And I bet, if you could get access to the tax records....he does not pay any tax in his home country either. ...

All Americans who make money online pay tax or risk jail because their income details are sent to irs at the end of the year by whatever payment gateway they are using.This law was enacted by congress to make up for the losses from crashed housing market.

Yes, as an American, I must pay a 15% "self-employment" penalty-tax on my First Dollar - no matter how little I make - no matter where I live - no matter where my money comes from. That "special tax" (to punish the insolent, who refuse to "Work For The Man") goes away on income above $118,500 Golden Rule: "they who have the gold make the rules." Now what was someone saying about some little "mordita" / "tea-money" in another thread? Cambodian border-agents "fees" don't even get on my radar given the "legal" racket I must endure because of my accident of birth ... but I digress.

USA Income taxes are paid in addition to the "self-employment" tax, though a substantial portion is exempt if one does not live in the USA (around $90K). I do not get any benefits from the minimal USA welfare-state, because I am an ex-pat, so at least this part makes some sense - but note that the USA is the Only Nation On Earth to require Any income-tax on foreign-source incomes of ex-pats.

It is true I do not pay Thai income-taxes, but nor do I receive any Thai benefits. If I was working on a B visa, it is my understanding that I would get access to the Thai health system. Everyone who spends income here is "paying taxes" that are charged on retail sales, property-rentals and property-taxes, etc. So we are "paying for the roads" and such - just not paying for the parts of the system which offer us no benefit.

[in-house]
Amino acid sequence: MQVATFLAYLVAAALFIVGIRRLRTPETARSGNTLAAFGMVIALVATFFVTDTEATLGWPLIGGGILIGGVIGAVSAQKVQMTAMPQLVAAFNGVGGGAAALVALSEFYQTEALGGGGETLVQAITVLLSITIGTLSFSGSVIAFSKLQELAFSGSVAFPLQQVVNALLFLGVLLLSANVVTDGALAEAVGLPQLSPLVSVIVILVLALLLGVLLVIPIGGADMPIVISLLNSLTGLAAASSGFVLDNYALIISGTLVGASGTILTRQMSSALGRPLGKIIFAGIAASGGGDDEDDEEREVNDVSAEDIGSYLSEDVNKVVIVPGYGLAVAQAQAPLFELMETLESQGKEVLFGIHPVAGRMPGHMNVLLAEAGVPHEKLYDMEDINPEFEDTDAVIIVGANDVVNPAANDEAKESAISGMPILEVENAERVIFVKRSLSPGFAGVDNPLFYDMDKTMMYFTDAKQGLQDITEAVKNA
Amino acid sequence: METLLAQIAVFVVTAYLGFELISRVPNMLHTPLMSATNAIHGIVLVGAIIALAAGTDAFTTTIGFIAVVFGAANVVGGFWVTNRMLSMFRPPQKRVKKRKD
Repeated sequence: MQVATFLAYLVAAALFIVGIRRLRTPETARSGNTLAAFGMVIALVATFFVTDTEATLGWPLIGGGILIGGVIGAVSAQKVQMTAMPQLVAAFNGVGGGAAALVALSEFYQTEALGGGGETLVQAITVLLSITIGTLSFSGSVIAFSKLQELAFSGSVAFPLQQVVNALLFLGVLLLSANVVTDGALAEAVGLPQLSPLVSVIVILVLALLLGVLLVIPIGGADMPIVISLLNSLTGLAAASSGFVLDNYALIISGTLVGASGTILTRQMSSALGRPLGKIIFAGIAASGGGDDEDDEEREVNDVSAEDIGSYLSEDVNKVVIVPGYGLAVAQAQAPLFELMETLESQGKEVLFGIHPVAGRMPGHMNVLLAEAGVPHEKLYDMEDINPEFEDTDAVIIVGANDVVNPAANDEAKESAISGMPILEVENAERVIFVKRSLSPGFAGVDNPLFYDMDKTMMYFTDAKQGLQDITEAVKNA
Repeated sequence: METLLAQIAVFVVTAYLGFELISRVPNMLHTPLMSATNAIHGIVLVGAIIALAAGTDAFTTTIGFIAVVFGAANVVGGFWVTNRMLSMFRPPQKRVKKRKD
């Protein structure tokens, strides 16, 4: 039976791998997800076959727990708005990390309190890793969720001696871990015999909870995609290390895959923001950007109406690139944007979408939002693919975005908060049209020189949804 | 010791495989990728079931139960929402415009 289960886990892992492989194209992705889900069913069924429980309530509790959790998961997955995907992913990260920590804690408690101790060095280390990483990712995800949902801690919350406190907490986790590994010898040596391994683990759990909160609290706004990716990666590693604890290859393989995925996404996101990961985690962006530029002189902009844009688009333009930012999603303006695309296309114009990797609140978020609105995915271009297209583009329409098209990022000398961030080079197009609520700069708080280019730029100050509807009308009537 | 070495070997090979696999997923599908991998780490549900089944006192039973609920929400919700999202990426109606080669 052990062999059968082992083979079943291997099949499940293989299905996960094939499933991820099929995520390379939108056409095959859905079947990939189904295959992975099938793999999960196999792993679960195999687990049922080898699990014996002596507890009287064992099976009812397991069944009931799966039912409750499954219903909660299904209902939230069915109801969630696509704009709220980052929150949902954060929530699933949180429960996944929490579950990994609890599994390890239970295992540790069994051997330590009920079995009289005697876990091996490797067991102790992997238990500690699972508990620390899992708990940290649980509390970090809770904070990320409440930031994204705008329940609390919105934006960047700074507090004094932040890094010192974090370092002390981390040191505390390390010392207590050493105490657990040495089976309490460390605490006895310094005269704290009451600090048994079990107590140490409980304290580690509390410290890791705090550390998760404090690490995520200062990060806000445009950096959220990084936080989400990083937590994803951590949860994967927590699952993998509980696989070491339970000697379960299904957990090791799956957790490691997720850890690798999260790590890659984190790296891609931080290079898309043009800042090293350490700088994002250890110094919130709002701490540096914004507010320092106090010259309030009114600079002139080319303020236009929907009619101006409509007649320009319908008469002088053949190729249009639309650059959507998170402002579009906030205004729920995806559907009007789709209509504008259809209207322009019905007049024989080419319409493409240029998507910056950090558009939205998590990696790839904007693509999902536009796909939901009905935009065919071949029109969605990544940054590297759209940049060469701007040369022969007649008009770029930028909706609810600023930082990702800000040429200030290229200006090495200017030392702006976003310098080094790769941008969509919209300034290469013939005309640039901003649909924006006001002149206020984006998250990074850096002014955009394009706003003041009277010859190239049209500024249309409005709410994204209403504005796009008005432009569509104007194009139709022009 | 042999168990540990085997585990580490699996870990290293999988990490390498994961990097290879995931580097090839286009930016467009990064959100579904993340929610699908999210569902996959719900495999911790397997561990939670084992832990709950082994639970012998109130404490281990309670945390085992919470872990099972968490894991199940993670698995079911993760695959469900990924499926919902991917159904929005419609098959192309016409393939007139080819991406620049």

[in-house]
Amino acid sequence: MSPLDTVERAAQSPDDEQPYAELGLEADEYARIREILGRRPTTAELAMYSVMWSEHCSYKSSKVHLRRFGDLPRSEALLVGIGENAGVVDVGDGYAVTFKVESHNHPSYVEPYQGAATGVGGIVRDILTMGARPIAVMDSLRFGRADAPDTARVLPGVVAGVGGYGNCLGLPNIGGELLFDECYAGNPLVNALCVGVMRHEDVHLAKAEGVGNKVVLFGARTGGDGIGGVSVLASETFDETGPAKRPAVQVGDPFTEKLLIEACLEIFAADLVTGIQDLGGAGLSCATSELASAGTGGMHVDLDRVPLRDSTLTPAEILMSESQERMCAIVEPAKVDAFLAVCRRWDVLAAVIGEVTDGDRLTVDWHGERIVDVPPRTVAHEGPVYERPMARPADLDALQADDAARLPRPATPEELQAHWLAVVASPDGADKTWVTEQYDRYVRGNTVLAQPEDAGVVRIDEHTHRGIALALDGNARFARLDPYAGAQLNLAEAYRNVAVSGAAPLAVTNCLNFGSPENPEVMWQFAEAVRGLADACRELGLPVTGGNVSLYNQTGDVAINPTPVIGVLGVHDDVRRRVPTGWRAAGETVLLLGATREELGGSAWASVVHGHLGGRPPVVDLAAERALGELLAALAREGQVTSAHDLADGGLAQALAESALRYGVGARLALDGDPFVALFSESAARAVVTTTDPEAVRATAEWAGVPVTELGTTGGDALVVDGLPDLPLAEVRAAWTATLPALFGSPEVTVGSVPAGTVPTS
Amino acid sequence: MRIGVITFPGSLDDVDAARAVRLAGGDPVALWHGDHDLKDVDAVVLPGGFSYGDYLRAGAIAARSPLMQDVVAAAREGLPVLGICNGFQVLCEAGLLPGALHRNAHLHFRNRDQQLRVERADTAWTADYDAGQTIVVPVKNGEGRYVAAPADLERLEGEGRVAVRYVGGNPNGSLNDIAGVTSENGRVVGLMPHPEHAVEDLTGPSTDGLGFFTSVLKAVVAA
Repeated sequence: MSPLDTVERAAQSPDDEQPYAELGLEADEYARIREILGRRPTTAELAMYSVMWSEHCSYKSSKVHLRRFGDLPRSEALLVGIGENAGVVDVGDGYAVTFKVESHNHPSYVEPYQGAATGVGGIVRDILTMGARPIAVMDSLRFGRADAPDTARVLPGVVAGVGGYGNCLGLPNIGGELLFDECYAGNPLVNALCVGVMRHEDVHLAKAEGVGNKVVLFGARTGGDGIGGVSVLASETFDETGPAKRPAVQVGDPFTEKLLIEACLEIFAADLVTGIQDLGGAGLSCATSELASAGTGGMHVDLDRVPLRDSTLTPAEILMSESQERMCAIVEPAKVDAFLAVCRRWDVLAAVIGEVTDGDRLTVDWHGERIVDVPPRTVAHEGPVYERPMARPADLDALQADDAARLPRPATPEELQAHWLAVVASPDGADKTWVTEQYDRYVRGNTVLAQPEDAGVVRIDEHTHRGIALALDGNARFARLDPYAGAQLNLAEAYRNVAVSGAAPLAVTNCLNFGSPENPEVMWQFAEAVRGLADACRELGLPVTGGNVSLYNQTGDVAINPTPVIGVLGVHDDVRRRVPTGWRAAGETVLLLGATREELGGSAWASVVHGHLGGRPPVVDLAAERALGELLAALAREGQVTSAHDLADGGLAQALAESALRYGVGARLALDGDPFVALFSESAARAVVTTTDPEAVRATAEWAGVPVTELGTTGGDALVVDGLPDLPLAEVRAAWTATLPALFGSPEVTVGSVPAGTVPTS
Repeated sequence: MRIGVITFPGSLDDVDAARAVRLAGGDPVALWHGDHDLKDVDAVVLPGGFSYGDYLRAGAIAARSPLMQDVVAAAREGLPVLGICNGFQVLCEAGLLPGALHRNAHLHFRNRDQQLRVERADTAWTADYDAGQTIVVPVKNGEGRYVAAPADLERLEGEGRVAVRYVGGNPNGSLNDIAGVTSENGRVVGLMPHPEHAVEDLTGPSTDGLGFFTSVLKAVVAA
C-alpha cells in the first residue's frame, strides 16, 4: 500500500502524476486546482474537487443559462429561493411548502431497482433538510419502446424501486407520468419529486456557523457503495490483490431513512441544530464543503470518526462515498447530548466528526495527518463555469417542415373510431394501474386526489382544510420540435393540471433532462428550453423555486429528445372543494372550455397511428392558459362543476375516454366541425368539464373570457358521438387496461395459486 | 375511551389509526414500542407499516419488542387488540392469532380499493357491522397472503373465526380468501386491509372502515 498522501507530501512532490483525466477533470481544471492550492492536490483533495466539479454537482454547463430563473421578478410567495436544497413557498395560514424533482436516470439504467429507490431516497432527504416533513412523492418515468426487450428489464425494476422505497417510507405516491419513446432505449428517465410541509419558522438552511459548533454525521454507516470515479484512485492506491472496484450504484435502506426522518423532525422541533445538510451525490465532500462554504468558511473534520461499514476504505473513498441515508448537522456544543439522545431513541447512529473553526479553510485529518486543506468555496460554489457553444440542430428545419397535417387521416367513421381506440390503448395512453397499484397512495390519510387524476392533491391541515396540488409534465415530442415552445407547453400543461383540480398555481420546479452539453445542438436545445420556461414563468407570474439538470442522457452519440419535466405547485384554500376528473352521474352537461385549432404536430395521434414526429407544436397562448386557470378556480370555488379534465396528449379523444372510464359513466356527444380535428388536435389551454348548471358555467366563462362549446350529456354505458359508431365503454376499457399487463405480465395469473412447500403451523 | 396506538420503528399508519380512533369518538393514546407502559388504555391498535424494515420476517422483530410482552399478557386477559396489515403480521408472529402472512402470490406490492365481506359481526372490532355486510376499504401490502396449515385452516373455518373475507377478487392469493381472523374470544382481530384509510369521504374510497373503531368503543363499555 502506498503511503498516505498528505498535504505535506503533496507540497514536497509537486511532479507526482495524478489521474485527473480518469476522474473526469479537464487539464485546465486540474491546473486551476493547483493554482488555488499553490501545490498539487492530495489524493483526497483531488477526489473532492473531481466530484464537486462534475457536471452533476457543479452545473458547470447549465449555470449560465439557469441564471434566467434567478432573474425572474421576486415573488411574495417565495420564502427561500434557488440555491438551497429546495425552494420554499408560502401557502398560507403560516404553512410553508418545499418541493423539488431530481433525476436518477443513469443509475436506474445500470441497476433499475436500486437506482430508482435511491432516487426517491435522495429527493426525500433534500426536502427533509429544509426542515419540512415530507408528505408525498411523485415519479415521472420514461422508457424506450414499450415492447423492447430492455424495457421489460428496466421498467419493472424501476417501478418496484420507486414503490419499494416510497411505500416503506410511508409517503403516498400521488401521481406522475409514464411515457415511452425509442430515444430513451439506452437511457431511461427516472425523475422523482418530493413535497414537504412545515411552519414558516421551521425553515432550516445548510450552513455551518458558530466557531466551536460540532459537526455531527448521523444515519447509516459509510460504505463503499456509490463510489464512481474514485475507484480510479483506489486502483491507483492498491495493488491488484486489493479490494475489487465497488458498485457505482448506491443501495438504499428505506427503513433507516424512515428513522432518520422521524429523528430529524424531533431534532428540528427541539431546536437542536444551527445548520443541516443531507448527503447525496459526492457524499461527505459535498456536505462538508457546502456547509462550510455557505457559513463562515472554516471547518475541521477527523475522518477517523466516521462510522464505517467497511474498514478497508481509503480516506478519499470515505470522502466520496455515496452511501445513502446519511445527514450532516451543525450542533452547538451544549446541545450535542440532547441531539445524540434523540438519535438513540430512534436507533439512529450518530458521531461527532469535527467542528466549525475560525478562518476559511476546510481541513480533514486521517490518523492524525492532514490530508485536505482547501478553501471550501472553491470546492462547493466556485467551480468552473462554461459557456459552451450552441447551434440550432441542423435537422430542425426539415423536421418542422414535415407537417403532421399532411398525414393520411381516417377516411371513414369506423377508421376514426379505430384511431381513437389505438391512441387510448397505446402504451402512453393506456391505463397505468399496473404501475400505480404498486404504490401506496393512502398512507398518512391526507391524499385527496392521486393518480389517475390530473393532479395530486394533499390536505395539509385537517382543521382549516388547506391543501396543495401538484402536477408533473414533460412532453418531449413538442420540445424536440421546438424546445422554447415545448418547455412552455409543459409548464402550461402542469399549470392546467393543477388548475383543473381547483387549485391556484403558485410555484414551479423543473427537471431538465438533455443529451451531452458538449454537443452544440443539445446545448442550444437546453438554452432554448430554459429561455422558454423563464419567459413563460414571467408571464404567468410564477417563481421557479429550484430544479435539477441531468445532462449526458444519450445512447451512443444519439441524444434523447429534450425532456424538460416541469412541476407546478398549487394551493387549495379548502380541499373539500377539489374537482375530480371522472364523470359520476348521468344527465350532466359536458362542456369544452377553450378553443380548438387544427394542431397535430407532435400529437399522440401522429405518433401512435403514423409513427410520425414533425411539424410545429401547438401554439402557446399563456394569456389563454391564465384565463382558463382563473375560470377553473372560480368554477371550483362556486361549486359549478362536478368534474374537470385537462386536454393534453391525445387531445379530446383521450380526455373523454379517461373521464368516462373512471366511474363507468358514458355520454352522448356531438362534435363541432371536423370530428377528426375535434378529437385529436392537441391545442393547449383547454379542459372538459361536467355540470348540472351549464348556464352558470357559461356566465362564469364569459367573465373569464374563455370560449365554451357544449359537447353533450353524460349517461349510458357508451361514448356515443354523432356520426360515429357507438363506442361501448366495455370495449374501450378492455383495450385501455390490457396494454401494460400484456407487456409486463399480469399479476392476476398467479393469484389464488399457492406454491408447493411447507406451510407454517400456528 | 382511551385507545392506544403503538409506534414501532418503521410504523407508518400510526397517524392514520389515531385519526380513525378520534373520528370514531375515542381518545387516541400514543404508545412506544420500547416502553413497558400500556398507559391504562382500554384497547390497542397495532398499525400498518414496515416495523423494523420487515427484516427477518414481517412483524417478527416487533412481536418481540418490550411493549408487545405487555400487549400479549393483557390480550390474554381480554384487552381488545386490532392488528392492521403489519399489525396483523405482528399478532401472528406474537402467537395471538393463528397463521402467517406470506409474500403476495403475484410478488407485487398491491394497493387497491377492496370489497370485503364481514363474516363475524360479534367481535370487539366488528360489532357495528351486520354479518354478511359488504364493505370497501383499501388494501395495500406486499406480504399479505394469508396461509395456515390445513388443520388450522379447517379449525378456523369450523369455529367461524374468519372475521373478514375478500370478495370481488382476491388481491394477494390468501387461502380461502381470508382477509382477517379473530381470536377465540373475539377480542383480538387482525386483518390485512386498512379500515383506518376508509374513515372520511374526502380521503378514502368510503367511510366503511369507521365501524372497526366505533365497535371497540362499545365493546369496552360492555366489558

Its very easy... Iglu do this precise service.. You work for your own projects they handle the employment and tax.. All legal under BOI..

Every time it comes up digital nomads go "pay 25% of gross.. are you crazy'.. So clearly they wont do it.

Last I checked, it is 30% of gross, with a minimum USD $2K/mo, of foreign-sourced income that Iglu in no way facilitated, that one must "launder" (essentially - not illegally) through their system. A rough estimate looks like they pocket double of the actual tax-burden, per worker, if they were filing personal income-tax and taking the qualifying deductions. ( http://www.rd.go.th/publish/6045.0.html )

If Iglu "did work" such as obtaining the jobs / clients, paid $X for Y-Hours, or salary + benefits, that might be reasonable - given many non-billable hours are spent by online-workers to get clients, do "little free fixes" to keep clients happy, etc. I would bet if the pay-in was about $300/mo (not $600 / mo), many more would be happy to pay for their 'invoicing and visa service'.

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I think its important to make a distinction between those online workers where their work is actually back in the UK or wherever home is (ie they manage a website for a UK business) and are able to show payments into a UK bank account. They simply are on extended holiday travel but are working for boss back home/even if boss is oneself...